Study And Overview Of Root Accounts Computer Science Essay

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Setting Root Password - While installation of Linux, installer asked to supply the root user's password. Password will entered twice in to confirm that we did not mistype. We might run into a message that tells us that the password is too simple or too short. This security feature is designed to tell us of the importance of choosing a good password. Ungusseable passwords consist of numerals with upper and lower case letters and do not contain dictionary words. Like ABrc387vark or 440BmtN

Proceed to "NEXT" after setting the password for root user

The desktop environment is the most special characteristic of our O/S. With the help of desktop environment we have access the setting of display of icon, panels, menu and background. Desktop environment decide arranged the and how desktop behave With Linux Red HAT we have number of desktop environment. Desktop environment is including by the distributor. In Red Hat GNOME is the default desktop environment.


GNOME - In GNOME panel's panel is located top and bottom of the screen. It is use to launcher application, work with multiple virtual desktop. In GNOME the bottom panel having the 'HIDE DESKTOP' icon, a workspace switcher which help to manage the virtual desktop. And the other top panel is consist of menu buttons which contain Application, Places and System

KDE - In KDE panel provides quick tools for managing and launching applications on the system

In KDE we can adjust panel according to our needs. We can change the location of the panel, resizing it and adding tools on it.

File Manager

GNOME - By Nautilus file manager accessing remote file and local. Use the cdda://cdrom protocol to analysis track information from an audio CD or gphoto2:// to access joined Digital cameras.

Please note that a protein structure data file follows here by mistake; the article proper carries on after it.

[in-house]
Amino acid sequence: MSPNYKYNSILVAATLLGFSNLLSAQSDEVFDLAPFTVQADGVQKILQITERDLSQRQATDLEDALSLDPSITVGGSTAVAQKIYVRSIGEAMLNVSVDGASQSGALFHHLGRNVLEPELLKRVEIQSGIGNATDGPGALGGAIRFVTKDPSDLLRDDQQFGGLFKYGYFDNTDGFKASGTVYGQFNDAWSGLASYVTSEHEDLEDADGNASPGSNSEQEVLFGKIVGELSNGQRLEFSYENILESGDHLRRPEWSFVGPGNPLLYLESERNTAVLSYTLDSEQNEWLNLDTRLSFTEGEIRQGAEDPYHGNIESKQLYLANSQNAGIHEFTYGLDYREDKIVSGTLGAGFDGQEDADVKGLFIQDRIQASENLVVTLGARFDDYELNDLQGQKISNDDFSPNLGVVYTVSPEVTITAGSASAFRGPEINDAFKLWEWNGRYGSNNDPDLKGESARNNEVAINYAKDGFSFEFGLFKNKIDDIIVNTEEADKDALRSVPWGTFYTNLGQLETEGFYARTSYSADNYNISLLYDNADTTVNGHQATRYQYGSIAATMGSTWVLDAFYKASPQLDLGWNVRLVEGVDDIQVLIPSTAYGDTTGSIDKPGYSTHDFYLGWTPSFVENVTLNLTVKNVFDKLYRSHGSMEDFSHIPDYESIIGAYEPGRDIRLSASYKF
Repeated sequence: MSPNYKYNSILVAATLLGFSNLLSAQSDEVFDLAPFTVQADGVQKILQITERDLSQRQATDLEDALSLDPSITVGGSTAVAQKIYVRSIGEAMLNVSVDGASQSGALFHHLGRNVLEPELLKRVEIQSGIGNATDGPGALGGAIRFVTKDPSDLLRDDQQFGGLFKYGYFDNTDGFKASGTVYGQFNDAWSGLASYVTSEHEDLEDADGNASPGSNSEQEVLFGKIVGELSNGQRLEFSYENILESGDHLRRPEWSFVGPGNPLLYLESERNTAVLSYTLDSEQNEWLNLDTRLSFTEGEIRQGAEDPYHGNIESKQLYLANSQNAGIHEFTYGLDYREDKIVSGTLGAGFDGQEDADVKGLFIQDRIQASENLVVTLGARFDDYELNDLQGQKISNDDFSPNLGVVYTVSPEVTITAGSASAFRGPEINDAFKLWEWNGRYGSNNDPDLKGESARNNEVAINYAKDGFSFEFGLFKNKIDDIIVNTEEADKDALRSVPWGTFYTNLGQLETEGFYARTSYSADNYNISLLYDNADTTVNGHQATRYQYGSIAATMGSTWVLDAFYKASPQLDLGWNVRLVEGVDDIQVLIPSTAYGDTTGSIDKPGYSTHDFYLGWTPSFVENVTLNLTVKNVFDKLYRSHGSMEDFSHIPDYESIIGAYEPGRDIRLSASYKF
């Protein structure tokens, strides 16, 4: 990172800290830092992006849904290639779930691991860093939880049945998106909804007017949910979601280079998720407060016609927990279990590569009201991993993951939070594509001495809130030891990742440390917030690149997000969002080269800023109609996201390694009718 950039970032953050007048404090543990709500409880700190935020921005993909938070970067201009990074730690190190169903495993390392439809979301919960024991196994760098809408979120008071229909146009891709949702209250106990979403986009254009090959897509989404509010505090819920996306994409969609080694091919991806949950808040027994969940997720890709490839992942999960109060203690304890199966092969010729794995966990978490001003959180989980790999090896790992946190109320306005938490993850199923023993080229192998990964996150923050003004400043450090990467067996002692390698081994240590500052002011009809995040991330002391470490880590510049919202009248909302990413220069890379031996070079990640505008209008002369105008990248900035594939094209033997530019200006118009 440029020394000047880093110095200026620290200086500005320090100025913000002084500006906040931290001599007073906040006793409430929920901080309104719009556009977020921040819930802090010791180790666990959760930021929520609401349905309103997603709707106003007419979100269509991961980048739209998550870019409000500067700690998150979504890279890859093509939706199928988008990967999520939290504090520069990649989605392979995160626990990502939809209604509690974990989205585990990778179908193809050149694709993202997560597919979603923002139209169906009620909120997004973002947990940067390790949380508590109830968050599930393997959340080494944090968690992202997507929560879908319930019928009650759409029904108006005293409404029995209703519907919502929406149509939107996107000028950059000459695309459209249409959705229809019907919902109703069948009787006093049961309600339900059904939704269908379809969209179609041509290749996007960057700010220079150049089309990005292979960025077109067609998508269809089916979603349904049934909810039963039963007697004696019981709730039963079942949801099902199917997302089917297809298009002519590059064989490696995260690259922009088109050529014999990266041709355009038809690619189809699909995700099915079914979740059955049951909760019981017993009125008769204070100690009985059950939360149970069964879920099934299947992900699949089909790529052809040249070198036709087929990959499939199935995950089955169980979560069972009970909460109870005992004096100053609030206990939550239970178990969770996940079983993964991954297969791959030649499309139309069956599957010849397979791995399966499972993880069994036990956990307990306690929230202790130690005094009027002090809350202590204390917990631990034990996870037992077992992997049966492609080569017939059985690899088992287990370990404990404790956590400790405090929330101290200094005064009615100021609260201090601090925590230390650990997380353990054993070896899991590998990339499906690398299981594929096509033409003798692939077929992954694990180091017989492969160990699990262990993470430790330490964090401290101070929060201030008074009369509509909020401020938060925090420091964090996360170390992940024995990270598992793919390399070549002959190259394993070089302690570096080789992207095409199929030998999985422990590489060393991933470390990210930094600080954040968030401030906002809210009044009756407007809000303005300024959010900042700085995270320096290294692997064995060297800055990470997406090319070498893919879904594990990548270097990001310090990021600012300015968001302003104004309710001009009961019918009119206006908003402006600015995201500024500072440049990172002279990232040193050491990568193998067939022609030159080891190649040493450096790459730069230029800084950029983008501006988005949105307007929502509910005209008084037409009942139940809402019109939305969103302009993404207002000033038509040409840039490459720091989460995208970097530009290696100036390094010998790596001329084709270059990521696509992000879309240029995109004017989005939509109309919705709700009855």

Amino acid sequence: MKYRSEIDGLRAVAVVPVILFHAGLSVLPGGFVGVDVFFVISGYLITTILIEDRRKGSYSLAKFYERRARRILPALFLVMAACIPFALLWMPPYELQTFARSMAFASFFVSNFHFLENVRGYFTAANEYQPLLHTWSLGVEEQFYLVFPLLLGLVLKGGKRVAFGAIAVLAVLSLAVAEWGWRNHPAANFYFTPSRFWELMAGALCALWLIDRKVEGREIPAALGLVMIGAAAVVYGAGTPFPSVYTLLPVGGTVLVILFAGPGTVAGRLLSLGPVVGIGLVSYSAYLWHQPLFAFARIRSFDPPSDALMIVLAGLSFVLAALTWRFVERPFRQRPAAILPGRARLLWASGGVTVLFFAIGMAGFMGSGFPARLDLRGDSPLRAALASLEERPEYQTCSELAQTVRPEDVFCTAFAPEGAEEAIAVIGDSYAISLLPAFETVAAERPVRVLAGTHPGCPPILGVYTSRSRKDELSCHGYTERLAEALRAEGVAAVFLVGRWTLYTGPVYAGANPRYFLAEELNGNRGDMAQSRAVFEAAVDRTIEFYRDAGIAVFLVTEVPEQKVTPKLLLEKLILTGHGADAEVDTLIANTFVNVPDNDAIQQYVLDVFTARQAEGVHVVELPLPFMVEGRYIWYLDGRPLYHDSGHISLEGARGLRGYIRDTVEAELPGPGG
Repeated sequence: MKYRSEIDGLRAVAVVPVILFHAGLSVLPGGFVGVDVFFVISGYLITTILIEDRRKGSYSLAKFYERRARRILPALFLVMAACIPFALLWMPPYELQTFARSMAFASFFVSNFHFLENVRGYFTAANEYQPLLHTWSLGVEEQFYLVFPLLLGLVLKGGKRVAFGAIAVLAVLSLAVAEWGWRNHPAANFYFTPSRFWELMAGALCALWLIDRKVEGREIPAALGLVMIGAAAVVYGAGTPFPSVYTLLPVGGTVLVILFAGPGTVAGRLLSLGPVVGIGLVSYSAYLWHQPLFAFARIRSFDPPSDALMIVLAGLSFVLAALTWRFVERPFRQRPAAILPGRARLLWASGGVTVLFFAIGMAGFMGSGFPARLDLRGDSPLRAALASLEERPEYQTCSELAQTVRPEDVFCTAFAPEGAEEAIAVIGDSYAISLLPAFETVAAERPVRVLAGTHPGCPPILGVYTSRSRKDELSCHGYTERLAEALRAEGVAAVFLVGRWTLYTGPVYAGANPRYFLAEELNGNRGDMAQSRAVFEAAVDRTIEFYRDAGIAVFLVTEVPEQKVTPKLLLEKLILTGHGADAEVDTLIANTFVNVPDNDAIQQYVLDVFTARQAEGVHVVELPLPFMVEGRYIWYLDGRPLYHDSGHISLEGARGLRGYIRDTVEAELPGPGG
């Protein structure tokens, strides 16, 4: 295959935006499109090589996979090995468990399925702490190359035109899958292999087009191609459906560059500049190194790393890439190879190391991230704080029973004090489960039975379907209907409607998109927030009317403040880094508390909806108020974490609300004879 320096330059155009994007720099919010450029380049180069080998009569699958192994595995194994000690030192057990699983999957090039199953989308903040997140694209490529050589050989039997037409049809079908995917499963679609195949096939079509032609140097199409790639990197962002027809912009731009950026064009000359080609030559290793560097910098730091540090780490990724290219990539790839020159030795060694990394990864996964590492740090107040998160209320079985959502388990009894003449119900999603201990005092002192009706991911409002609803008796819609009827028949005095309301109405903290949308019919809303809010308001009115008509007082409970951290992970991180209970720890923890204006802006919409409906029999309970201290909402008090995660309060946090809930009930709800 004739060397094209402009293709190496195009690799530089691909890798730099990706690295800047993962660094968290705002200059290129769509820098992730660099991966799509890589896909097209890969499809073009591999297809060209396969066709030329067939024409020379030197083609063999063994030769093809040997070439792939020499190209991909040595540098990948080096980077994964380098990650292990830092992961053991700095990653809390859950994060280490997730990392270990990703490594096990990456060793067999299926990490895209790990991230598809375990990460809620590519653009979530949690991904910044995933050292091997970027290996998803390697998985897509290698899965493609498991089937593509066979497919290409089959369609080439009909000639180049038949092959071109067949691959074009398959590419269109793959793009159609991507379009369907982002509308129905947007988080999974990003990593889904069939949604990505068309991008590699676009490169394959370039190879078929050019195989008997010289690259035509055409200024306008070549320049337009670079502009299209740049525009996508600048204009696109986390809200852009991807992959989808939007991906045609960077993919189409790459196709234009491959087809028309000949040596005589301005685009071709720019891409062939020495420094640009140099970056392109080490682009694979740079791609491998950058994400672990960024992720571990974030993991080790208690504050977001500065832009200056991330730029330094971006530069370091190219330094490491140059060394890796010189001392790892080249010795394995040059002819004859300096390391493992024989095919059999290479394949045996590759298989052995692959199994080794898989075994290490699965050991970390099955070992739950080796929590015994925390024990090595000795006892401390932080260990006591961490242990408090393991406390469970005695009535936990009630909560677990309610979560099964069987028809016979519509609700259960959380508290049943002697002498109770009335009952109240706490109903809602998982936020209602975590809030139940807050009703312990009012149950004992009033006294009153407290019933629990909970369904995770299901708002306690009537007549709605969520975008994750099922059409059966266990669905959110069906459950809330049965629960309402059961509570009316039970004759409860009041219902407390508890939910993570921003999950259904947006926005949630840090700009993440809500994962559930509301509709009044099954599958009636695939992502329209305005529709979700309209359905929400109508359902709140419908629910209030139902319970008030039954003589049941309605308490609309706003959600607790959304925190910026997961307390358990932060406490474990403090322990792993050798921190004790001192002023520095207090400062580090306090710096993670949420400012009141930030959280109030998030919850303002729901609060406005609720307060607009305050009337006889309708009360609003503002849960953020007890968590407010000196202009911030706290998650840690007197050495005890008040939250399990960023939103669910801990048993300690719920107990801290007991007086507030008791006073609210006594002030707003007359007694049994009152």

KDE - In KDE we have two File manager named Dolphin and Konqueror File Managers,. Dolphin is a streamlined file manager that is now used by default when we open a folder in KDE. Konqueror can handle a wide range of content from local files and folders to remote Web content. The features in Konqueror rival those that are offered by those user-friendly Desktop systems.

Figure 2.a Konqueror File Manager windows.

Hardware Requirements

GNOME - GNOME 1.x required 256 MB RAM and 500 MHz CPU Speed, and GNOME 2.x required 384 RAM and 800 MHz.

KDE - KDE 3.x required 512 MB RAM and 1 GHz CPU speed.

Keyboard Shortcuts

GNOME - Meta city Keyboard Shortcuts


Short Keys

Window focus cycle forward, with pop-up icons

Alt + Tab

Cycle backward, with pop-up icons

Alt + Shift + Tab

Cycle forward, without pop-up icons

Alt + Esc

Cycle backward, without pop-up icons

Alt + Shift + Esc

Move to upper workspace

Ctrl + Alt + up arrow

Move to lower workspace

Ctrl + Alt + down arrow

Minimize/minimize all windows

Ctrl + Alt + D

Show window menu

Alt + Spacebar

Close menu




Short Key

Step through windows

Alt + Tab

Open Run Command box

Alt + F2

Close the current window

Alt + F4

Close another window

Ctrl + Alt + Esc

Switch virtual desktops

Ctrl+F1, F2, F3, or F4 key)

Open window operation menu



GNOME - IN GNOME Network Tools window have several tools.

To open the Network Tools window

Select Applications

􀃆 System Tools

􀃆 Network Tools

Eight tabs on that window let we perform many operations on our network.

If the GNOME Network Tools window is not available, we can install it as root user by typing

yum install gnome-nettool from a Terminal window. The Devices tab shows data about each of our network interfaces. It makes it easy to find the names and addresses associated with each of our network interfaces (IP addresses, broadcast, net mask).

KDE - If Computer is connected with Internet, Konqueror allow us to create links to files and to web pages also via FTP and HTTP respectably. Those Links of files and html pages appear as file icons in a Konqueror. When a link is opened it ask for permission.


File systems

Linux - NTFS, FAT, ISO 9660, UDF, ext2, ext3, ext4, ReiserFS, NFS, JFS, XFS, ZFS and others are supported.

Win -: NTFS, FAT, ISO 9660, UDF, and others; 3rd party drivers available for ext2, reiserfs, HFS, and others are supported.

FDefault file system

Linux- Linux file systems do not need defragmentation..